Hempstead Town residents will no longer be able to fly drones or unmanned aircraft over town properties, beaches and parks after the town board on Tuesday unanimously passed a drone ban.
The law isn’t an outright ban of drones throughout the town, but it applies over public beaches, golf courses and parks, where town officials said residents are entitled to privacy.
Board members voted for the bill over protests by several residents, civil liberties attorneys and drone hobbyists who said the law is overreaching and infringes on their rights to fly drones in public airspace.
The vote was 5-0, with Councilwoman Erin King Sweeney abstaining.
Anyone found flying a drone over town properties could now be subject to a $500 fine or up to 15 days in jail for the first offense. Fines can be increased to $1,500 for a third offense.
Hempstead Supervisor Anthony Santino issued a statement that the town board was concerned that drones posed a danger that could inadvertently hit people, cars or animals.
Town officials also cited privacy concerns of drones spying or photographing residents on beaches or in changing rooms.
“Neighbors come to town beaches, pools, parks and preserves to enjoy peace, tranquility and privacy,” Santino said in the statement. “Our residents deserve to enjoy a safe setting at town facilities free of the noise and nuisance associated with drones.”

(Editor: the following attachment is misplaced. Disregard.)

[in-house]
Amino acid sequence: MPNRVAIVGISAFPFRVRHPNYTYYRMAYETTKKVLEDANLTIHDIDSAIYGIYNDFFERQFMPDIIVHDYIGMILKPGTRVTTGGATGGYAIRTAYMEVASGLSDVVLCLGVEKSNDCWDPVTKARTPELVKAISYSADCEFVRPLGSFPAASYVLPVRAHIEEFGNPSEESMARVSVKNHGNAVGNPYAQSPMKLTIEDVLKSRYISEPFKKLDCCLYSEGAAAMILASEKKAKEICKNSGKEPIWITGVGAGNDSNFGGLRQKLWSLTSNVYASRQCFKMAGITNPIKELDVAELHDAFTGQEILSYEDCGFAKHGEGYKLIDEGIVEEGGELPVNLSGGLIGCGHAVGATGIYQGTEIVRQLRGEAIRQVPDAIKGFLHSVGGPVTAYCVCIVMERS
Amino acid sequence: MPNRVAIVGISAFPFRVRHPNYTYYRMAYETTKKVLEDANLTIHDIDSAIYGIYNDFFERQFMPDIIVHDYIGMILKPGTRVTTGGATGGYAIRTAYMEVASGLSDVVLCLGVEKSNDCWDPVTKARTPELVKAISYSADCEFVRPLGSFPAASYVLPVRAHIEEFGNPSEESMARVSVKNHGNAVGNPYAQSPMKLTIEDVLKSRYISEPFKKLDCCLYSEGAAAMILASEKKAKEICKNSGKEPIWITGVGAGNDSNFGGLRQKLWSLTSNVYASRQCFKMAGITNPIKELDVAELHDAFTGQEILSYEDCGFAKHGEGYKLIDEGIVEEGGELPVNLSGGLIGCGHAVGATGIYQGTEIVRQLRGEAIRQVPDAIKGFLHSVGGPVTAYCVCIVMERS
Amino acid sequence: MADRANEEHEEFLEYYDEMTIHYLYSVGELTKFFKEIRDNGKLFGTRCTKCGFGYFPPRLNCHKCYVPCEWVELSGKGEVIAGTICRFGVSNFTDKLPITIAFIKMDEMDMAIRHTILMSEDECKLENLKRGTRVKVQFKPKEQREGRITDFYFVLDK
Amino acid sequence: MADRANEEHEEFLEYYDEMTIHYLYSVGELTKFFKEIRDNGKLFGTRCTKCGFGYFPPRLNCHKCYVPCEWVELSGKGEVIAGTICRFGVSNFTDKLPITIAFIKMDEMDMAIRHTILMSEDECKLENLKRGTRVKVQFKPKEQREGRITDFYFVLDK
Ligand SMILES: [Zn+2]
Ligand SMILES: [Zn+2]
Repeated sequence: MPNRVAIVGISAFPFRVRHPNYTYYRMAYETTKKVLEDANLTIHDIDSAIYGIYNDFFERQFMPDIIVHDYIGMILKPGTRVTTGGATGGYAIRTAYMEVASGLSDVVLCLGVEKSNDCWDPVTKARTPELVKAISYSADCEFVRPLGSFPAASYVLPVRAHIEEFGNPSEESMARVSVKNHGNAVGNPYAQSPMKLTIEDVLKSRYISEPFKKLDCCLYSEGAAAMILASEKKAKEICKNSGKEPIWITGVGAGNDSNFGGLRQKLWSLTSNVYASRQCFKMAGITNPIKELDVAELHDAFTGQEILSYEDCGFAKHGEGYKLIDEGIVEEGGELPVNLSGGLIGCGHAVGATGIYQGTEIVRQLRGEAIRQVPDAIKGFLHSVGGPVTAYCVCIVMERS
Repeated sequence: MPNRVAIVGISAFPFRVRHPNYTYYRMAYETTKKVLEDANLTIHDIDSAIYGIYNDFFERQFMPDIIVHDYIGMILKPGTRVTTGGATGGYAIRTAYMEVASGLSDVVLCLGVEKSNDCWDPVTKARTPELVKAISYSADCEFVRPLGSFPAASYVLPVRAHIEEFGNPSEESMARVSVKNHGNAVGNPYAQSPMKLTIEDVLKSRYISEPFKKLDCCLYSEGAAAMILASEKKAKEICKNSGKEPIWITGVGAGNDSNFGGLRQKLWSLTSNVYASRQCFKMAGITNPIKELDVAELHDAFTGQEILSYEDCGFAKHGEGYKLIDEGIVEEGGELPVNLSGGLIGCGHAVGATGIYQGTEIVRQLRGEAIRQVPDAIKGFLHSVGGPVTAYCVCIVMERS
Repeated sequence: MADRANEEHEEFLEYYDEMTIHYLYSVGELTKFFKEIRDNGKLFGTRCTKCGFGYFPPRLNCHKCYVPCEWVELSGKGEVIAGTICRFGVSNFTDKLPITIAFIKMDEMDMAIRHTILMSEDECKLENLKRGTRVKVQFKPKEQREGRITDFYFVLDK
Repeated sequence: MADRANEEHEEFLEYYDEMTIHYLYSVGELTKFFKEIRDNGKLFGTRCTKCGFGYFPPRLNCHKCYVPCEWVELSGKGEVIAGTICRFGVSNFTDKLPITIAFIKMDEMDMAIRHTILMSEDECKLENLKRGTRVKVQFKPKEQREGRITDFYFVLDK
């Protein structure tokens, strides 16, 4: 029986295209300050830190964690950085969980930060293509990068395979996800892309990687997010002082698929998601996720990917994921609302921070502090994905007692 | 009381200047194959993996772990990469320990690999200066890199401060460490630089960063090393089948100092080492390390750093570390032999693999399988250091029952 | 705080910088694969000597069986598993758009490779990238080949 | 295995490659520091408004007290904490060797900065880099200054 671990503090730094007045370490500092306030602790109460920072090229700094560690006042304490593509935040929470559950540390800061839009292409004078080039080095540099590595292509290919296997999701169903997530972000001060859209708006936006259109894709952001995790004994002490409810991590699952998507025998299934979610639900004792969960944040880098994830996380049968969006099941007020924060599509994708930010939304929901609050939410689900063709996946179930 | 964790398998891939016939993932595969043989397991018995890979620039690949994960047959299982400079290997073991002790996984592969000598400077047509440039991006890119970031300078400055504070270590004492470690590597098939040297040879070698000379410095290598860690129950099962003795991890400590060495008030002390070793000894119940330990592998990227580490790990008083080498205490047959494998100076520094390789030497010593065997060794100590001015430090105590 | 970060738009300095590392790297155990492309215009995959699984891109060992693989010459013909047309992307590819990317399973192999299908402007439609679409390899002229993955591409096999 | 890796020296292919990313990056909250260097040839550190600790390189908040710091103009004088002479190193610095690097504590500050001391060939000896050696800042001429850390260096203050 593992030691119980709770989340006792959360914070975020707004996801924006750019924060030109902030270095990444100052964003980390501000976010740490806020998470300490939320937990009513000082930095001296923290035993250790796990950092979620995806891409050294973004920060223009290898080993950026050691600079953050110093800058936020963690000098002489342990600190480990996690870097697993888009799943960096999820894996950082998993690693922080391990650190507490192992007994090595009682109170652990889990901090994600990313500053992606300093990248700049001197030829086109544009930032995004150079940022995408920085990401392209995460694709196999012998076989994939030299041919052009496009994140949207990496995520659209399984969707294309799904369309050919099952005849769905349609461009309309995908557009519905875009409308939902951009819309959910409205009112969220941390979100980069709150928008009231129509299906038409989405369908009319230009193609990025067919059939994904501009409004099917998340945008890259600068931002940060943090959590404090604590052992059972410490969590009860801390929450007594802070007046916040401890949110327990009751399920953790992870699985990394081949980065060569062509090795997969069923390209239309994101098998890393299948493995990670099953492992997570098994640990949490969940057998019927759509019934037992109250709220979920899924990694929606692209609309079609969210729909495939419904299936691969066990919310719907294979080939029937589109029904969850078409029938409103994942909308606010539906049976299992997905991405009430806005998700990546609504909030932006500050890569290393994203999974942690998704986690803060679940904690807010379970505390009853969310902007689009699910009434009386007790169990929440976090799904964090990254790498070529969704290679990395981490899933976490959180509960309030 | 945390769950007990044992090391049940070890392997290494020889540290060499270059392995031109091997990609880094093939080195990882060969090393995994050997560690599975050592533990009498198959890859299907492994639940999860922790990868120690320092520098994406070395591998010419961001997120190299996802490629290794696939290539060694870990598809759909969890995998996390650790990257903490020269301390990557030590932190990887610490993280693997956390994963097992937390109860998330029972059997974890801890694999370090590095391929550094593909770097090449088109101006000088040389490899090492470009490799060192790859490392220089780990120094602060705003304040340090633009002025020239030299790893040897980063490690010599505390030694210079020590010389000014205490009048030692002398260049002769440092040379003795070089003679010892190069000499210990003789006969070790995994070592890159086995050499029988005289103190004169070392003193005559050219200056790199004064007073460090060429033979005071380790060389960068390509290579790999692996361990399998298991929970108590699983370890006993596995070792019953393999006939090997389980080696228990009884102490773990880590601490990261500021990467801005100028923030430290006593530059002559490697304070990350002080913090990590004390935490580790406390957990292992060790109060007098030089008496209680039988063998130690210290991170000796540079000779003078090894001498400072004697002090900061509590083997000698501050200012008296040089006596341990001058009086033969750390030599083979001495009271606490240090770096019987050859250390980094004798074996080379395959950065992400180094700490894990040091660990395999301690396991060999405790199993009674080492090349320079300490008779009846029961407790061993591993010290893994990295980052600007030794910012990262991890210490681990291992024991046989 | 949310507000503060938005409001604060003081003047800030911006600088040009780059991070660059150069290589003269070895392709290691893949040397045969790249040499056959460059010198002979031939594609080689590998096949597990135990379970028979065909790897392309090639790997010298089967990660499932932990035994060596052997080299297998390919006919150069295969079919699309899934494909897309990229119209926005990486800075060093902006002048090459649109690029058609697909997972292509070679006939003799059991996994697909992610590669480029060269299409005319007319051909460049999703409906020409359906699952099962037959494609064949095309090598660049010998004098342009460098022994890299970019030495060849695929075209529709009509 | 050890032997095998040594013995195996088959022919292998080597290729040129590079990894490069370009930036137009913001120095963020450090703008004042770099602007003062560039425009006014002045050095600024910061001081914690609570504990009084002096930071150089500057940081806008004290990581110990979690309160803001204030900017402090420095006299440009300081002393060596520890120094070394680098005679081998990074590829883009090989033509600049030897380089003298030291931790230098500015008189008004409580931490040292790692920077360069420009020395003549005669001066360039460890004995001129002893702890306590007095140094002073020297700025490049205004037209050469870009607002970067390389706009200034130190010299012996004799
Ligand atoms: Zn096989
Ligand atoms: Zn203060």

The town owns two drones that it uses to monitor the piping plover habitats in beach dunes and for promotional videos. Santino cited the habitat as an example of areas that need to be protected from drones.
Drone enthusiasts balked at the town’s assertions that drones were a violation of privacy or posed a threat to beachgoers or anyone in town parks. Several unmanned aircraft pilots who spoke at the meeting argued that the town did not have the authority to regulate airspace, which is regulated by the Federal Aviation Administration.
Town officials said the law complies with FAA requirements.
Drone pilots argued that while drones have cameras, pictures could also be taken by someone walking on a beach with a cellphone.
Adam Lisberg, spokesman for the world’s largest drone maker, DJI, said the law creates hysteria and punishes legal drone users.